I used geometry nodes to create a tree. I was able to randomly distribute the trees on a surface. Now, I would like the randomize the inputs of the Cylinder Tree node so each instance of a tree is different. How do I do that with geometry nodes?
Some of the trees are also overlapping and I want to avoid that. Is it possible to distribute so that the bounding boxes don’t overlap?
Here is my node tree for reference:
So, for your first question, there are some things to be aware of. Instances are supposed to all be the same, this is how you can have thousands of instances without major performance issues. If you want to randomize all of them, that removes any performance boost you get out of instancing.
Fortunately, humans are easy to trick, so you don’t really need thousands of unique trees to have a convincing forest, you just need a handful. You can take your custom node group, duplicate it a few times with different input values and use the geometry to instances node to bundle those unique tree instances into one selection of instances:
Make sure you check ‘pick instances’ to select one instance per point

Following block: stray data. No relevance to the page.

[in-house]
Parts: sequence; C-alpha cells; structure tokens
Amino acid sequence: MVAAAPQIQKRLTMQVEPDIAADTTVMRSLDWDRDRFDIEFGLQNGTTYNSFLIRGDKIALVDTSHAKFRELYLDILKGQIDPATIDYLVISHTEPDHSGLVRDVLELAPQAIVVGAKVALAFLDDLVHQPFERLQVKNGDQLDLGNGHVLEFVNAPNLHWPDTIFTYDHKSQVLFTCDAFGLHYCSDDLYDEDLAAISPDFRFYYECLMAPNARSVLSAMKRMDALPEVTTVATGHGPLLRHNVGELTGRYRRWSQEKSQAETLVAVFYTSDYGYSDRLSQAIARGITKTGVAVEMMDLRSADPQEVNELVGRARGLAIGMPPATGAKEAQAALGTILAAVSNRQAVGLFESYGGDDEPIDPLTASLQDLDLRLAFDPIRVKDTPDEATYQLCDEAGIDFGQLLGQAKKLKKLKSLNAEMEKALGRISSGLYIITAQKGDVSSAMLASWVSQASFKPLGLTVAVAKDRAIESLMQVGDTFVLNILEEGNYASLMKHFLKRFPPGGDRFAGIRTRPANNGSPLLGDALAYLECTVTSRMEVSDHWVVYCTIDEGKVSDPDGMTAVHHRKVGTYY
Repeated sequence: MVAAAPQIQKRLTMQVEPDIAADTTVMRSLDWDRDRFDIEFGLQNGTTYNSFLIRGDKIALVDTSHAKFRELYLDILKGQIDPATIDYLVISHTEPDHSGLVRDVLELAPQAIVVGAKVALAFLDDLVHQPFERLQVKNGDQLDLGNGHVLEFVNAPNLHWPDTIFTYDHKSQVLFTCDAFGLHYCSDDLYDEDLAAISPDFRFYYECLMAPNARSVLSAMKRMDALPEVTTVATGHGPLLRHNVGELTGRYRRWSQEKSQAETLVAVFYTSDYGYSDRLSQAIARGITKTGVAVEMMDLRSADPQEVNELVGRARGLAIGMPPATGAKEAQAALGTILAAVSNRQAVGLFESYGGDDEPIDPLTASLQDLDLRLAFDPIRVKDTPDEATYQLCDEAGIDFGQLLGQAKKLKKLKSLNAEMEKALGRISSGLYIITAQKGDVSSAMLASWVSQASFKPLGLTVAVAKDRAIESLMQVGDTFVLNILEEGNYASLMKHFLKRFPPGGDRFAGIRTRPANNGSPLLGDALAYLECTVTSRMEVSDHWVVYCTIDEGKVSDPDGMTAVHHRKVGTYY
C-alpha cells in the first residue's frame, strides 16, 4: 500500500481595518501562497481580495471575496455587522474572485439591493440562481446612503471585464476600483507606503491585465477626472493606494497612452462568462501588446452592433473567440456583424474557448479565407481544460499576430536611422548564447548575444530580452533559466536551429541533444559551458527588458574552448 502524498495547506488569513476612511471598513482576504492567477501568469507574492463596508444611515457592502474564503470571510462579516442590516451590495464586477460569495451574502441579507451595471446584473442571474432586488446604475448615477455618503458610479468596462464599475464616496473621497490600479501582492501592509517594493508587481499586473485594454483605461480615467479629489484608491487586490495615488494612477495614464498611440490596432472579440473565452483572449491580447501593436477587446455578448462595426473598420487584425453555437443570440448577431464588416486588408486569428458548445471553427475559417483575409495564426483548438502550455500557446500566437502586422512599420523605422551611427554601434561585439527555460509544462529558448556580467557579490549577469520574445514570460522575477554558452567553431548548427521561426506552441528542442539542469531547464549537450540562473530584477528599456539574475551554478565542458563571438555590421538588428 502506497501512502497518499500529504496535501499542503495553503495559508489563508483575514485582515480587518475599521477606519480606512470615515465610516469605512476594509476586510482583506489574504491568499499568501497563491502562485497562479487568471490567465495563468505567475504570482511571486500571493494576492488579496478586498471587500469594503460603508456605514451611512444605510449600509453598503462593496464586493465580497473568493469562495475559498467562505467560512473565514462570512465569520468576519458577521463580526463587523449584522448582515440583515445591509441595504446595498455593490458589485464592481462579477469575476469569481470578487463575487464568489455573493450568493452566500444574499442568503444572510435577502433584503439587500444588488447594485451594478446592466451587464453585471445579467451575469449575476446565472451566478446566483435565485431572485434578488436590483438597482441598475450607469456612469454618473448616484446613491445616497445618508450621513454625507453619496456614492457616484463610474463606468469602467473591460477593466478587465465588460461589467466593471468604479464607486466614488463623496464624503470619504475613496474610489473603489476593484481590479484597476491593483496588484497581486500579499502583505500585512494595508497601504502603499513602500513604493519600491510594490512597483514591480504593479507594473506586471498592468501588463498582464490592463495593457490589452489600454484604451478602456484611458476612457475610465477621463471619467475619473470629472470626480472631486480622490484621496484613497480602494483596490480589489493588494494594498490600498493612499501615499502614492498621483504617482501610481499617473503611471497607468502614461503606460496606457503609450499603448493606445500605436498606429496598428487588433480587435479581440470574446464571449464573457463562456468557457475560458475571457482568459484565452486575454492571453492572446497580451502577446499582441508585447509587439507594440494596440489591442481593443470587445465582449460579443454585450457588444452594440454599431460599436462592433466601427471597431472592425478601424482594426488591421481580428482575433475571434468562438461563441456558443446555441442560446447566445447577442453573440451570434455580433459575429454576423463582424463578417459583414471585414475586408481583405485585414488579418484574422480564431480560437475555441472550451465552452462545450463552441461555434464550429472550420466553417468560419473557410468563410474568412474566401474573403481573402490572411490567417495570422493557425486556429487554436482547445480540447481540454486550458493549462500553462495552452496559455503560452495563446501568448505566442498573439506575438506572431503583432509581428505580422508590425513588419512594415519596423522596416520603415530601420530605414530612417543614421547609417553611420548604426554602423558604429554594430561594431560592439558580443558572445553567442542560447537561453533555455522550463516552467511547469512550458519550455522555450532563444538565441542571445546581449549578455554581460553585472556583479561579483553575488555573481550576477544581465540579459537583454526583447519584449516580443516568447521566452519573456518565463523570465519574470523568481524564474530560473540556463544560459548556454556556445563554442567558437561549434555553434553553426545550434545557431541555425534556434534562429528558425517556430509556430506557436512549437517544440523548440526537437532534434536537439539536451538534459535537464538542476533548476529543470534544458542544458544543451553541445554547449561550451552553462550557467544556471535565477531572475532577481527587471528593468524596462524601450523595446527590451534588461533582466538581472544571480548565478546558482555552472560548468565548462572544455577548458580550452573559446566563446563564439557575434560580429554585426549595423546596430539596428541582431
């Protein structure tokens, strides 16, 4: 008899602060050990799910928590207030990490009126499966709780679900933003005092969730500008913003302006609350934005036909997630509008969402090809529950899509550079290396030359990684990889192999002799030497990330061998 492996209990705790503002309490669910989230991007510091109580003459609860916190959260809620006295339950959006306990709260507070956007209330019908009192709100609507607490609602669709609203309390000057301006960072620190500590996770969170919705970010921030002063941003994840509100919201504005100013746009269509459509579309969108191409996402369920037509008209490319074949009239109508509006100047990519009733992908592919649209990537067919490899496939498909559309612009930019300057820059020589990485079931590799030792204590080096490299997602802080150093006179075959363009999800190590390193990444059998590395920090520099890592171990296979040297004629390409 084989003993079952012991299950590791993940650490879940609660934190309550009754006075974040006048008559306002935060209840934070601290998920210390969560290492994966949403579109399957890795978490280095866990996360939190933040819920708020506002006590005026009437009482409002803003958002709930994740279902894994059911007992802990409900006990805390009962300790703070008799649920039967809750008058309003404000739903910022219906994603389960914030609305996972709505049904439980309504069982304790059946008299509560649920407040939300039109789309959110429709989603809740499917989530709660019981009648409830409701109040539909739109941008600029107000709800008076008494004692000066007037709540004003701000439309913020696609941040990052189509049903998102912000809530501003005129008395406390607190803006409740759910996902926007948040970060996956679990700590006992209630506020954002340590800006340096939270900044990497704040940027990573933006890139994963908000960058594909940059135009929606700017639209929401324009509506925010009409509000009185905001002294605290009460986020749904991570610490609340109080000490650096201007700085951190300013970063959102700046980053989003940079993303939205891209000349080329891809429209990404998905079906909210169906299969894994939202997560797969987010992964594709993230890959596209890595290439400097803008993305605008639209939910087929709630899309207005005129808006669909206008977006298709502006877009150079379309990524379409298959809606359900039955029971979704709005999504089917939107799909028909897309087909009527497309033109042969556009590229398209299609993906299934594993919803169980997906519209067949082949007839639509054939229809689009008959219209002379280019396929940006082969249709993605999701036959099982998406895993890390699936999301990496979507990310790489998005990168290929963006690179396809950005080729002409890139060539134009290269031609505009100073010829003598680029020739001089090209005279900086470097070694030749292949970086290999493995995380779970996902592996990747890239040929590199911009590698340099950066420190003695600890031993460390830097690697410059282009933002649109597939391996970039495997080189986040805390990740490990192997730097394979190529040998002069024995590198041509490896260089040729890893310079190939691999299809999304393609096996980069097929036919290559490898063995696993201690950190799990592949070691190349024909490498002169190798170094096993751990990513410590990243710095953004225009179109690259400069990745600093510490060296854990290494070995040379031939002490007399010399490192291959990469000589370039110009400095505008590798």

for your second question- try the poisson disk option on the scatter points on faces node:
the density max setting will work similar to the standard random placement mode, but the real special sauce is in the ‘distance min’ value. adjusting this will remove points that are too close together, so you can make sure that your trees aren’t planted too close together
Hope that helps, let me know if you have any other questions.
That worked perfectly! Thanks your answer!
I have a follow up question: Is there a way I can set the distribution weight of each variant of tree? E.g 40% of the instances are type 1, 20% are type 2 and so on. I’m not super specific about the percentages, I just would like to at least make sure some variants have more or less instances than the others.
So, a quick way to add some basic weighing is to add the same object multiple times into the geometry to instances node. Now, you can’t do this directly, but if you add in a reroute node in between, you can have multiple connections going to the same place:
In this situation, I have a distribution of 75% cones, and 25% cubes
A little more complicated and much more fiddly way to tweak distribution percentages is here:
Changing the float curve changes the distribution for all the instances, but it’s real awkward to use, so I’m not sure I’d advise that course of action.